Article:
The fascination with nuns even bled over into television, with the series The Flying Nun (1967-1970), starring a post-Gidget Sally Field. This show, with its ridiculous premise of a nun who can fly, seems to have ended the fascination with nuns, or perhaps its bald stupidity simply killed it outright. From 1970 until 1992, when Sister Act appeared, there seemed to be a lull in American movies featuring nuns. Incidentally, the films I’ve mentioned here all feature saccharine-sweet characters and simple plots; in a typically American fashion, many of the difficult questions and problems involved in choosing a cloistered life are elided or simply ignored. There are, however, other movies featuring nuns that are not so wholesome; Wikipedia actually has a page devoted to what it terms “Nunsploitation.” These films, mostly foreign, seem more troubling and edgier. I leave an analysis of such films to another blogger, however, because what I really want to investigate is this: why was American culture so enamored, for the space of a decade, with nuns and convent life? I’ve argued previously that popular culture performs the critical task of reflecting and representing dominant ideologies, so my question goes deeper than just asking, “Hey, what’s with all these nuns?” Rather, it seeks to examine what conditions caused this repetitive obsession about nuns in a country that prided itself on the distance between religion and politics and, at least superfiically, religion’s exclusion from American ideology.

I have some ideas, but nothing that could be hammered together neatly enough to call a theory to explain this obsession, and so I will be looking to my readers to provide additional explanations. Surely the box-office success of films starring Audrey Hepburn, Debbie Reynolds, Sidney Poitier, and Julie Andrews count for something: Hollywood has always been a fan of the old “if it worked once, it should work again” creative strategy. But I think this might be too simple an explanation. I’ll have another go: perhaps in an era when women were beginning to explore avenues to power, self-expression, and sexual freedom, the image of a contained and circumscribed nun was a comfort to the conservative forces in American society. It’s just possible that these nuns’ stories were a representation of the desire to keep women locked up, contained, and submissive. On the other hand, the image of the nun could be just the opposite, one in which women’s struggle for independence and self-actualization was most starkly rendered by showing religious women asserting their will despite all the odds against them.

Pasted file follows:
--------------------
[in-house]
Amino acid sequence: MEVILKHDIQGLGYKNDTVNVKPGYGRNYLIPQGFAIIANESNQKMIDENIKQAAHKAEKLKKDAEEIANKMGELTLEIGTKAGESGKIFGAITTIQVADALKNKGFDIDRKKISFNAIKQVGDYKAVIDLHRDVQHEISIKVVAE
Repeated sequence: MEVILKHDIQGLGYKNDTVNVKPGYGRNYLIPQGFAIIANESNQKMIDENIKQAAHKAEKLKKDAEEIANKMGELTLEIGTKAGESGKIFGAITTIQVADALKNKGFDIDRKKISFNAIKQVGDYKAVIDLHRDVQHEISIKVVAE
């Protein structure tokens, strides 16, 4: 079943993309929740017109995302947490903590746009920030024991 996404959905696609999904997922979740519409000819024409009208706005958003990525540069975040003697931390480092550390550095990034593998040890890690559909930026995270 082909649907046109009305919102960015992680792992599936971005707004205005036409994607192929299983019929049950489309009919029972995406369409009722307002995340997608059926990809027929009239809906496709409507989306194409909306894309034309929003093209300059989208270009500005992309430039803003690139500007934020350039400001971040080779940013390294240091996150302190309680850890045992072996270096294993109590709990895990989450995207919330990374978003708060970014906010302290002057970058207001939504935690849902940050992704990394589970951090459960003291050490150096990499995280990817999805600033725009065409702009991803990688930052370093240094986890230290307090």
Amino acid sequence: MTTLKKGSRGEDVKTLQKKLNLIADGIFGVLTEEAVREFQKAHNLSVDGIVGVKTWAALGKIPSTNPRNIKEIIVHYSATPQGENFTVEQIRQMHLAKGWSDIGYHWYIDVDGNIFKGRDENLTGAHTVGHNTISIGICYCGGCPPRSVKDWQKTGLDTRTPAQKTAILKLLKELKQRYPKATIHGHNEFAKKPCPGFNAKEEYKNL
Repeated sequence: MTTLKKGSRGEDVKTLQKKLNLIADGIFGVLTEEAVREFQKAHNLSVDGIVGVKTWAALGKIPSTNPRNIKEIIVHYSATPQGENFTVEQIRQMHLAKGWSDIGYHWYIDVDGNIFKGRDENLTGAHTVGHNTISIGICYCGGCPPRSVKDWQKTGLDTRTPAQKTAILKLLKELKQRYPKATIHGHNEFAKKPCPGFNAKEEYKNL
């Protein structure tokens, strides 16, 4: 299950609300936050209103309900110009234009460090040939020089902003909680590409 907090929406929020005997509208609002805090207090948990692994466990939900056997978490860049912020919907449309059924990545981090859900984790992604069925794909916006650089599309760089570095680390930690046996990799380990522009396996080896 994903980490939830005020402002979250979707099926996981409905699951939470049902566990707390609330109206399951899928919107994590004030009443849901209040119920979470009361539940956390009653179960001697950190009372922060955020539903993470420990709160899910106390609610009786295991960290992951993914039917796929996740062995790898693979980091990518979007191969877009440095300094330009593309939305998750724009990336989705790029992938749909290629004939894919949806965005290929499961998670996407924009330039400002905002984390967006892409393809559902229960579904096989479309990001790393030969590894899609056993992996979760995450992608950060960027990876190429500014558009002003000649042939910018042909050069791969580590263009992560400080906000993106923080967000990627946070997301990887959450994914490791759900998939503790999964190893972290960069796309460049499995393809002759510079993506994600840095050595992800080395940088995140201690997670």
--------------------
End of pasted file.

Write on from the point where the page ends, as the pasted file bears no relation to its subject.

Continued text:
I think it’s quite possible that both these explanations, contradictory as they seem, might be correct. Certainly the depiction of women who submit to being controlled and defined by religion presents a comforting image of a hierarchical past to an audience that fears not only the future but the present as well (we should remember that the world was experiencing profoundly threatening social and political upheaval in the late 1960s). Yet at the same time, the struggle many of these nun-characters undergo in these films might well be representative of non-religious women’s search for meaning, independence, and agency in their own lives.

As I said, I have more questions than answers, and I will end this post with an obvious one: what effect did these films have on the general public? We’ve briefly explored the idea of where such movies came from and what they represent in the American ideology that produced them, but what did they do to their audiences? Was there any increase in teenage girls joining convents in the 1970s, after these films played in theatres and later, on television? What did the religious orders themselves have to say about such films? I’d be interested in learning the answers to these questions, so readers, if you have any ideas, or if you just want to compare notes and share your impressions, please feel free to comment!

P is for Parakeet

George and Martha, my current parakeets

I do a lot of reading in my spare time, and I have tons of spare time right now, so it follows that I have been reading a great deal. As I indicated in my last post, I’ve stepped out of my comfort zone (Victorian and early 19th century novels and poems) to learn a bit about environmentalism and the natural sciences. One book I recently started to listen to is Helen Macdonald’s H is for Hawk, a memoir of her attempt to train a hawk as a therapeutic attempt to cope with her father’s death. I have to be honest: there’s a part of me–a part I’m not proud of–that is just a bit critical, perhaps more than a little impatient, with Macdonald’s musings. I began to talk back to the book in that way we do when we’re feeling a little bit snarky. (I assume we all do this–at least, I hope I’m not the only one in the world who talks back to books.) In short, I wondered what my foray into avian behavioral training would like if I deigned to tell my story.

This is my long-winded way of saying that for Helen Macdonald, H may be for Hawk, but in my world P is for Parakeet.

I must have been about six years old when I acquired my first parakeet, a blue-breasted beauty that sat in his cage all morning long, patiently awaiting my return home from school, only to burst into song when I charged through the door of our Brooklyn duplex. His name was Fluffy, short for Fluffernutter Ike, a compilation of the two things I loved most in the world at that age: fluffernutter sandwiches (a noxious peanut butter and marshamallow combination that was guaranteed to make anyone over ten years old gag) and Dwight D.Eisenhower. I liked Ike because he was a war hero and a fine president, but most of all, because his birthday was the day before mine.